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Alexis Masino: Goddess


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Photography, Text, Video Interview by Alexis Masino, Copyright 2017

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GODDESS

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A feminist is “the person who believes in the social, political and economic equality of the sexes,” as told by esteemed scholar Chimamanda Ngozi Adichie in her famous TED talk. Feminism has come a long way, but there are still dramatic gender inequalities, and an obvious need for the persistence of the feminist movement. However, there is a less spoken and equally important issue inside the movement itself, and that is the racial divide within feminism. While it is true that there has been general progression for women, white women specifically maintain an economic and political advantage over women of color, just as men maintain an advantage over women. Generally, white women hold control of the conversation about feminism, which does not allow much room for women of color to speak out for their own equality. At the same time feminism shows obvious exclusion of black women, civil rights movements based on race tend to focus mainly on men and are led and maintained by men. So where does this leave black women? Often isolated by both feminism and civil rights, at an intersection between the inextricably bound issues of sexism and racism. Black feminism, to which Black Lives Matter is currently contributing and working to revitalize, is a form of identity politics that focuses on intersectionality of issues and inequalities especially between races and the sexes. In its essence, as discussed by Kimberlé Williams Crenshaw, a leading scholar in feminism and the civil rights theory, black feminism seeks to emphasize the idea that the experience of being a black woman is not accurately described in just terms of being black or of being a woman. This is a movement for black women, by black women and at this time, it is essential for people of all genders and races to celebrate and support them and the pursuit of equality.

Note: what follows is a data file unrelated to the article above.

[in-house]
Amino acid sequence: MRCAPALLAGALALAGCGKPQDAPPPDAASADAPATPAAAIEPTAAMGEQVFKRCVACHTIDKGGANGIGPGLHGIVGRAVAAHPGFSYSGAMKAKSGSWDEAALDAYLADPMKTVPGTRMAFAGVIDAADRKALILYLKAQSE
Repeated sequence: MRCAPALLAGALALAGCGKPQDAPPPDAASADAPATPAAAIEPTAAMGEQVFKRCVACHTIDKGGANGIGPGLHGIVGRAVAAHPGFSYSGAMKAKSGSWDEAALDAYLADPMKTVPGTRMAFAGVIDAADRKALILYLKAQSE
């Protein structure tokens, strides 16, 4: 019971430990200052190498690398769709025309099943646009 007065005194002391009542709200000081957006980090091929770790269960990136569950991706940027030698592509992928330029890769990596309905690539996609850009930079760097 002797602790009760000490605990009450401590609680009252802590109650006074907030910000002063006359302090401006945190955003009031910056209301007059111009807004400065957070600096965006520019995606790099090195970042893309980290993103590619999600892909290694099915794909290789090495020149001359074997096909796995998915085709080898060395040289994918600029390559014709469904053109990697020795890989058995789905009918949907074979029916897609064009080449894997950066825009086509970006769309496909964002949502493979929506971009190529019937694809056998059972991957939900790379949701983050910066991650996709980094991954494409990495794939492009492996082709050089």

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About The Author: Alexis Masino is a freshman enrolled in the College of the University of Pennsylvania, Class of 2020

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Portrait of Alexis Masino by Noel Zheng, Copyright 2017

Processed with VSCO with a6 preset

This entry was posted in Blog, Photography, Politics, Popular Culture, Portraiture, Student Life, UPenn, Women.

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